How do you explain your portrayal of Beth going from a healthy weight to rib-showing thin in just a couple of weeks? Did you speed things up for the sake of the narrative, or is this a normal occurrence?

At the start of the book, Beth doesn’t have any extra weight to lose.  She is a runner who is fairly fit.  It is definitely possible to lose the weight she did in a time frame of a couple weeks.  Her ribs, which would have been slightly visible anyway because she was small to begin with, would have become more prominent, especially to the touch.  She succumbs to the flirtation with Ana more and more as each day passes.

Do you feel that anorexia isn’t getting enough press? When I was younger, I remember all the TV movies and afterschool specials. I don’t see too much about it in the news these days, but it certainly hasn’t gone away.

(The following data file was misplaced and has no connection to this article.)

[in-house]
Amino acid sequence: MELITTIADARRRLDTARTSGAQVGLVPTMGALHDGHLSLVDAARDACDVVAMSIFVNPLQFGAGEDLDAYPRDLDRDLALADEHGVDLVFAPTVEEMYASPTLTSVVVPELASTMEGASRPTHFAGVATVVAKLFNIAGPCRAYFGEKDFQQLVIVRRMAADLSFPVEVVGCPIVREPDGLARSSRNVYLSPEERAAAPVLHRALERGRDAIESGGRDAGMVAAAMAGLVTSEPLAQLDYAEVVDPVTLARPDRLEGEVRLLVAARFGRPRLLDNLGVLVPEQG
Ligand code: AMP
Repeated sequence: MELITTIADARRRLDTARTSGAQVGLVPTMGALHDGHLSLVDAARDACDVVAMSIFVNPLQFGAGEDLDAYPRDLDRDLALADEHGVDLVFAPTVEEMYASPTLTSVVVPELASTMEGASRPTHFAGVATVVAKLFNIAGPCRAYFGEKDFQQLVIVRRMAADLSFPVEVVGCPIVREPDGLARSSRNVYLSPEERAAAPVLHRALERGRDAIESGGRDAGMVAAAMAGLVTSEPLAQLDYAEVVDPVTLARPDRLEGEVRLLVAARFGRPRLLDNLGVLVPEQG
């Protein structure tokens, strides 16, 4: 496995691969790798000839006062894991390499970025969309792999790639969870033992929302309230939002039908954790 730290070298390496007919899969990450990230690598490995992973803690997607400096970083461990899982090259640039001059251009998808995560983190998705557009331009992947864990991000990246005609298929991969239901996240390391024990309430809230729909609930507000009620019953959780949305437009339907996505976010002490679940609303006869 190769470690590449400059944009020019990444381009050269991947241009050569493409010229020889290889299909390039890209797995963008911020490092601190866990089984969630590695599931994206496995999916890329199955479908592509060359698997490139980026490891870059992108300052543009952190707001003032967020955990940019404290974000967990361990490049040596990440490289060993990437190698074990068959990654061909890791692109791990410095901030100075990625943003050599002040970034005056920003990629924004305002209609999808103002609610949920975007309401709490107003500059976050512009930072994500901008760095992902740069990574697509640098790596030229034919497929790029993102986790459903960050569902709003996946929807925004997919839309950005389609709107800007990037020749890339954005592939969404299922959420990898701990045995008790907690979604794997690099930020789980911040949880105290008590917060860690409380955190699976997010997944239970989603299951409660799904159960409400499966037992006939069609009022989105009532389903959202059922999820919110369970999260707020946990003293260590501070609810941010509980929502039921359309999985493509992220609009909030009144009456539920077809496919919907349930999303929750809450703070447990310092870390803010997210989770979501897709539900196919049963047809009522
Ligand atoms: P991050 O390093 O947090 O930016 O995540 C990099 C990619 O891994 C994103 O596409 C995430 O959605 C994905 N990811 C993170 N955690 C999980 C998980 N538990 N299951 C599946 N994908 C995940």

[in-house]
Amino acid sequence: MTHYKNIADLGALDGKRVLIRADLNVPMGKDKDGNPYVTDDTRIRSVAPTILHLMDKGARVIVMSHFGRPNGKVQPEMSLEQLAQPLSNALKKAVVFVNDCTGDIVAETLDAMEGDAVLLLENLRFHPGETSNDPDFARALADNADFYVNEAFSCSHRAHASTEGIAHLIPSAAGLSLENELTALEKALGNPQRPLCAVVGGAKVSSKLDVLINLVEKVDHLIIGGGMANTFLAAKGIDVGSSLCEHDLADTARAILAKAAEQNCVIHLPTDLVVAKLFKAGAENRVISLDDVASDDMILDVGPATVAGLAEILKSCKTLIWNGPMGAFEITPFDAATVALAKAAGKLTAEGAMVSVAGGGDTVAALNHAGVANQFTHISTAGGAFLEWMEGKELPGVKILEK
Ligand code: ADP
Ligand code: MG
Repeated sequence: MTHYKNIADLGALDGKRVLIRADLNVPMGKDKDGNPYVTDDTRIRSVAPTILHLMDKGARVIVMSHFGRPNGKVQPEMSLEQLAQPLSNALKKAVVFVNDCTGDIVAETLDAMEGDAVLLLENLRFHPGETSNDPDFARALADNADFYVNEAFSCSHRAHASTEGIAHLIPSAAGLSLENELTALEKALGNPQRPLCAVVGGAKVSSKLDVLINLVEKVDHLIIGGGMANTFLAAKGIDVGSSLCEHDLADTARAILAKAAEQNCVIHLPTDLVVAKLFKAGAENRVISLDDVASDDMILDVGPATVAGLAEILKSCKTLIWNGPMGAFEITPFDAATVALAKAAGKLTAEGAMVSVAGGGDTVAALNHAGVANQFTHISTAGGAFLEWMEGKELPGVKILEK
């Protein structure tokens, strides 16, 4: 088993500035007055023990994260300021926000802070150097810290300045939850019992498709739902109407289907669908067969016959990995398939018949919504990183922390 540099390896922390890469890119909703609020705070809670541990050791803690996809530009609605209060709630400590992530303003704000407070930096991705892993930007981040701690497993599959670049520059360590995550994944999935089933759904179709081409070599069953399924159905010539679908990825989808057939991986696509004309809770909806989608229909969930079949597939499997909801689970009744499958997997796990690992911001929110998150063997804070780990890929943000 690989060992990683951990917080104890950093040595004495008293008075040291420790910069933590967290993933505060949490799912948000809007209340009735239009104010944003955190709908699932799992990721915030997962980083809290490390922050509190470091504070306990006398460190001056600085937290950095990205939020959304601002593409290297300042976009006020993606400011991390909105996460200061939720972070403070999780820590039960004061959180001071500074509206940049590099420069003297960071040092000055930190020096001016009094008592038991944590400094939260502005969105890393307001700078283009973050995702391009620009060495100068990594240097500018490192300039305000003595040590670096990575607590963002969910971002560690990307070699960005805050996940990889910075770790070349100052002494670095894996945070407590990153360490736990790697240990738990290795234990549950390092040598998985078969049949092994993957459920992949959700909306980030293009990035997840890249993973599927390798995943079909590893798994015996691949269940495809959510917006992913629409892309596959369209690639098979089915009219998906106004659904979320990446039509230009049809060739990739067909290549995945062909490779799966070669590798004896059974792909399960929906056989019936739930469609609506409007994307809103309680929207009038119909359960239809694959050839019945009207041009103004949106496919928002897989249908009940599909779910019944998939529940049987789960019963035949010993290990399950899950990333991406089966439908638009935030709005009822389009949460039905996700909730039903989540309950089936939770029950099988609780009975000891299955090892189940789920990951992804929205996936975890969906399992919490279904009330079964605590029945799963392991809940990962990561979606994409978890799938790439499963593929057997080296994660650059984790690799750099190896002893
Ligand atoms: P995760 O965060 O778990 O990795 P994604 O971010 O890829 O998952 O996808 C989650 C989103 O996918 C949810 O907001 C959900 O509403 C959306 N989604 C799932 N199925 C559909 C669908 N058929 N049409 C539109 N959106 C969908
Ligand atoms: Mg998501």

You are right, anorexia is not called out anymore.  I recently overheard a ten year old girl refer to a fit and healthy teenager she saw on tv as “fat”.  It was disturbing.  Girls in the second grade are on “diets”.  I think there are more young women out there that try Ana as a coping mechanism than we are aware of, mainly because it’s easy to hide and offers such a strong sense of control.

What are some resources you’d recommend for young girls struggling with weight issues or parents, friends, and teachers of these girls?